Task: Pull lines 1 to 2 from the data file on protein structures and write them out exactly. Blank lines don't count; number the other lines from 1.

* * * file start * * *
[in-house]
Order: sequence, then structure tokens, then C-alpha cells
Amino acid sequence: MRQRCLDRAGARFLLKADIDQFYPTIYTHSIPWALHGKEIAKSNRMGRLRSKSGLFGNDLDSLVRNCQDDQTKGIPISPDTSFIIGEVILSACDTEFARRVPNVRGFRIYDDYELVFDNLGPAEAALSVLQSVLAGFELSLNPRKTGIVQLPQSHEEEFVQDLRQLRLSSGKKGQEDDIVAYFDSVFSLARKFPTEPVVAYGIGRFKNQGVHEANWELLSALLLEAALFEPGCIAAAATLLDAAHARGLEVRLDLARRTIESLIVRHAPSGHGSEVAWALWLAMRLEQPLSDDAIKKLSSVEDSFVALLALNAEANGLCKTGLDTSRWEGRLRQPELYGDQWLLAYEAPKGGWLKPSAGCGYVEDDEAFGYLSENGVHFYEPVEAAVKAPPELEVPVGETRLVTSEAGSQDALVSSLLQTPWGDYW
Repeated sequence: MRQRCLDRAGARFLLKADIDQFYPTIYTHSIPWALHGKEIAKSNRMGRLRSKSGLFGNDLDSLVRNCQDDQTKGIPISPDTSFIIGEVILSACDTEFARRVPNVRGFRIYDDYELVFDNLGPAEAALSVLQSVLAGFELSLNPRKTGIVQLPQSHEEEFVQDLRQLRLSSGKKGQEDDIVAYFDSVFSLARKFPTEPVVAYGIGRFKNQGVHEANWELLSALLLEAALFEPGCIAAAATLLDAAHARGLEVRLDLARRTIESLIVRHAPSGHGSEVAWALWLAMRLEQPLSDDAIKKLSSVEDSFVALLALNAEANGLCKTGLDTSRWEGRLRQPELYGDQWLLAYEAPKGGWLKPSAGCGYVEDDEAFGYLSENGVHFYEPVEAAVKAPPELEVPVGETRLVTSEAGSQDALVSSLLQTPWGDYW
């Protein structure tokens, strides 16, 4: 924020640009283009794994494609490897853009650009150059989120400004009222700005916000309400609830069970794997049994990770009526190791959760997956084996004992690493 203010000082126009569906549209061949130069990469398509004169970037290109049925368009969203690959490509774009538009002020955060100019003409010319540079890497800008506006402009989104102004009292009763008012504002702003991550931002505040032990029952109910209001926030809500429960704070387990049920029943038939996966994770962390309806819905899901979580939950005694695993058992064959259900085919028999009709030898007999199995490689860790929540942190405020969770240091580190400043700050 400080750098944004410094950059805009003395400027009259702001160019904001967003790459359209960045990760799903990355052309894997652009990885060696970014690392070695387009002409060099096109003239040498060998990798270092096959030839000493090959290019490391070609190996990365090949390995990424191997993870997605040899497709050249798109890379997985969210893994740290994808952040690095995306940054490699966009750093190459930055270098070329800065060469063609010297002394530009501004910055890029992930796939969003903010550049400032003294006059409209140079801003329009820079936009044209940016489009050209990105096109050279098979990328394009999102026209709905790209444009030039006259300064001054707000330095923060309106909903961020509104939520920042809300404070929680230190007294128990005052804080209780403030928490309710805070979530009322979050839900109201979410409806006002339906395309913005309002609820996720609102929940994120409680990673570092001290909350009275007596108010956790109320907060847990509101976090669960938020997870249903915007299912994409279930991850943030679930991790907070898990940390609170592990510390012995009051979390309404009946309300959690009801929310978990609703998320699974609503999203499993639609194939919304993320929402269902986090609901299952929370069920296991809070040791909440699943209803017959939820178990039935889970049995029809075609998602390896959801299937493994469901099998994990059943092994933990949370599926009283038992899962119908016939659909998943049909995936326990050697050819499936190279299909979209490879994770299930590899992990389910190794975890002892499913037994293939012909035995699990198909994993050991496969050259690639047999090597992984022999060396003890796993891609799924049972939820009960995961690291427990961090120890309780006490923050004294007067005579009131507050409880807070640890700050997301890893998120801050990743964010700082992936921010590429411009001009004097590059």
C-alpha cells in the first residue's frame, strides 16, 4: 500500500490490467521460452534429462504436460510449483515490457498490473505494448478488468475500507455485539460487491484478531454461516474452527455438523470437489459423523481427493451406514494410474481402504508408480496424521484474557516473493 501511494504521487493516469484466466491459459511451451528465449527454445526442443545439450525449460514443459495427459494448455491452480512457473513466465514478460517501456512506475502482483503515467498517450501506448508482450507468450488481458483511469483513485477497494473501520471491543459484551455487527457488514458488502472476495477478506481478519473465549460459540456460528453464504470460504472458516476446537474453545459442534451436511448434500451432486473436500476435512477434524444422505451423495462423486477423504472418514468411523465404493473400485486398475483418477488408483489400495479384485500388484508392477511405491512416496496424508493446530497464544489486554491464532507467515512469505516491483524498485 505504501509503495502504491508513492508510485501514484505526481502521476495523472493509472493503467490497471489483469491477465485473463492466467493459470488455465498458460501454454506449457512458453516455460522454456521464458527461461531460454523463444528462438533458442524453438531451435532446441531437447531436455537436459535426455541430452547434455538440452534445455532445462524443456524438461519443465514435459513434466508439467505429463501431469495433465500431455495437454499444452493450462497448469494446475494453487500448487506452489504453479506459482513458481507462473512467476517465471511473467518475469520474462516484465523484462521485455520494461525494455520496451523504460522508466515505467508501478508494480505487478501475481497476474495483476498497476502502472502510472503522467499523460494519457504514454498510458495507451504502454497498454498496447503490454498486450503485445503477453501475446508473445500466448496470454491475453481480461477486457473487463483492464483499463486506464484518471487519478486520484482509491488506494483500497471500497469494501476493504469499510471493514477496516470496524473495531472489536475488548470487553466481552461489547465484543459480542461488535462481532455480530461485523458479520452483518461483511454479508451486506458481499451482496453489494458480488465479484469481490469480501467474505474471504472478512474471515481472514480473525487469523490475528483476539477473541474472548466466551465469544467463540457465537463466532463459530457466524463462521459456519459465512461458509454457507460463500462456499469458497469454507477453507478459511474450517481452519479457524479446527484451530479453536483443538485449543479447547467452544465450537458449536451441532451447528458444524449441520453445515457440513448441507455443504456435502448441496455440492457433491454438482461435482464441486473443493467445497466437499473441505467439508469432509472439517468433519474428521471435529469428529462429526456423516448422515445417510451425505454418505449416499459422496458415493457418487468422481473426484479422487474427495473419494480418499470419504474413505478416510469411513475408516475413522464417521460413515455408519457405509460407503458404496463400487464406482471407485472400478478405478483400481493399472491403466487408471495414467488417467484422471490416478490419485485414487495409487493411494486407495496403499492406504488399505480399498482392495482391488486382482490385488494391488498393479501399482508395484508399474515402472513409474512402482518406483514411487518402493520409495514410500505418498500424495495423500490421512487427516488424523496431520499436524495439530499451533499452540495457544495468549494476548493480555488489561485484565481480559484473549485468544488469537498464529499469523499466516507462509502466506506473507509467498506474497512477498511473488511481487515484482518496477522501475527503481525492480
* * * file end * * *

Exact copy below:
[in-house]
Order: sequence, then structure tokens, then C-alpha cells